Soccer’s World Cup in Russia has provided many of us with sweet relief from the drumbeat of Brexit-related sound bites and Twitter rage.
But even as Westminster politicians head home for parliamentary recess and the long, hazy summer rolls on, the deafening countdown to leaving the European Union cannot be ignored.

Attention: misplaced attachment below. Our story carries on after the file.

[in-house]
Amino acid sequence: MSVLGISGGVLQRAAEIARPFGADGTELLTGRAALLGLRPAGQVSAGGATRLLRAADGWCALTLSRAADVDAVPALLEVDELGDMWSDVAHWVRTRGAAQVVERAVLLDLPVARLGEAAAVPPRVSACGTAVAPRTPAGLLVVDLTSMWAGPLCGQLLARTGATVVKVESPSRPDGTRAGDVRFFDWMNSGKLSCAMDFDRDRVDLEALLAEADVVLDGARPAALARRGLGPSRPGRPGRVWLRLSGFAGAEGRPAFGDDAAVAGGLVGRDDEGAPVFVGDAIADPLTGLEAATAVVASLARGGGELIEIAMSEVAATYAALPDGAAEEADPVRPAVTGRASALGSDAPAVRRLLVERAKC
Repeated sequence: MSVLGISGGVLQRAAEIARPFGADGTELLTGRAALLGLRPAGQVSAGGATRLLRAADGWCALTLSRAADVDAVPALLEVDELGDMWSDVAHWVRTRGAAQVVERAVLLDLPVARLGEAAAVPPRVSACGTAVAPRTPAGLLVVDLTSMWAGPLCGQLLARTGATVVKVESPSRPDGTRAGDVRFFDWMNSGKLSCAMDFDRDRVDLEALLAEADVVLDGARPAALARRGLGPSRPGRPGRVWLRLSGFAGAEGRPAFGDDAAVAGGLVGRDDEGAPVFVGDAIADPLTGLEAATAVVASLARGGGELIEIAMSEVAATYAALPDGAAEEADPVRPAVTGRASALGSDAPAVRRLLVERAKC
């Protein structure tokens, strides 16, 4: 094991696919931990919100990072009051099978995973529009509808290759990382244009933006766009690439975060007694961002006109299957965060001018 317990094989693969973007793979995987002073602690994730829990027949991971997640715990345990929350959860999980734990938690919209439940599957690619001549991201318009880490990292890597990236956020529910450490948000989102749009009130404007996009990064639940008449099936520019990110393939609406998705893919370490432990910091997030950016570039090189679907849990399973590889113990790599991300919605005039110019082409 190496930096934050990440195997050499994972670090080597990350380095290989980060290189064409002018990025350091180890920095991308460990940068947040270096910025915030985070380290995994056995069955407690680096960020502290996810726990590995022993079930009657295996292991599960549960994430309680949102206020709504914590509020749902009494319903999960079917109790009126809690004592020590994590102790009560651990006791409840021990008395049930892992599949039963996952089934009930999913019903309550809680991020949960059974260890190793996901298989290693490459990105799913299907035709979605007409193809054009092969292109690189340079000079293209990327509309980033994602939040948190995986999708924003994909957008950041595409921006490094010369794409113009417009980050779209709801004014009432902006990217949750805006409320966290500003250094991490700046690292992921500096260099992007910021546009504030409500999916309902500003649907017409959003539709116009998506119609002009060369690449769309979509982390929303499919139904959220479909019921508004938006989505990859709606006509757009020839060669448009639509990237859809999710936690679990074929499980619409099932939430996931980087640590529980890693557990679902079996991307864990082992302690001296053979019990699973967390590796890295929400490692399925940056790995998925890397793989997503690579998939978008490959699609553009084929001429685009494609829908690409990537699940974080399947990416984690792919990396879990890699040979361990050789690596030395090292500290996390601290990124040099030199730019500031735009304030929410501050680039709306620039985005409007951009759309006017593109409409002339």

Divorce bills, freedom of movement and border checks have monopolized headlines but what leaving the EU means to perhaps the greatest issue of our lives, climate change, has barely featured.
One of the arrangements that Britain is likely to leave following Brexit is the EU Emissions Trading System (ETS), the world's first major carbon market created to reduce greenhouse gases.
The European scheme has been considered successful although recent data suggest that emissions related to it actually rose in 2017, after falling for six straight years.